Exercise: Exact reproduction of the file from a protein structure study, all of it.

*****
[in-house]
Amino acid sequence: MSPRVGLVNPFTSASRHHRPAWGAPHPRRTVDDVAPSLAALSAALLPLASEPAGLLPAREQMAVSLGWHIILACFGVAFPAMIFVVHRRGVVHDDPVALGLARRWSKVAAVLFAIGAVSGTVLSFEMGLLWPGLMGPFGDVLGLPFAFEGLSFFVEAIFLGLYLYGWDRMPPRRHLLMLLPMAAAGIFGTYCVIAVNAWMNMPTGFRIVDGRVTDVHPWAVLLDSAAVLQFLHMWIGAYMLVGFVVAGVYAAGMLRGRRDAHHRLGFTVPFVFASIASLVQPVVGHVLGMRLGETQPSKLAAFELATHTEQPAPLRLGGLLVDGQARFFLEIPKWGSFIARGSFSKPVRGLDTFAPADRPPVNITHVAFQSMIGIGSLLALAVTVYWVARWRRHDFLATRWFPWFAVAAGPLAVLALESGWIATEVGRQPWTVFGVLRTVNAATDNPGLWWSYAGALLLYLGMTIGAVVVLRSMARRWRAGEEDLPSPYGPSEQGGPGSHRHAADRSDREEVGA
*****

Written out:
[in-house]
Amino acid sequence: MSPRVGLVNPFTSASRHHRPAWGAPHPRRTVDDVAPSLAALSAALLPLASEPAGLLPAREQMAVSLGWHIILACFGVAFPAMIFVVHRRGVVHDDPVALGLARRWSKVAAVLFAIGAVSGTVLSFEMGLLWPGLMGPFGDVLGLPFAFEGLSFFVEAIFLGLYLYGWDRMPPRRHLLMLLPMAAAGIFGTYCVIAVNAWMNMPTGFRIVDGRVTDVHPWAVLLDSAAVLQFLHMWIGAYMLVGFVVAGVYAAGMLRGRRDAHHRLGFTVPFVFASIASLVQPVVGHVLGMRLGETQPSKLAAFELATHTEQPAPLRLGGLLVDGQARFFLEIPKWGSFIARGSFSKPVRGLDTFAPADRPPVNITHVAFQSMIGIGSLLALAVTVYWVARWRRHDFLATRWFPWFAVAAGPLAVLALESGWIATEVGRQPWTVFGVLRTVNAATDNPGLWWSYAGALLLYLGMTIGAVVVLRSMARRWRAGEEDLPSPYGPSEQGGPGSHRHAADRSDREEVGA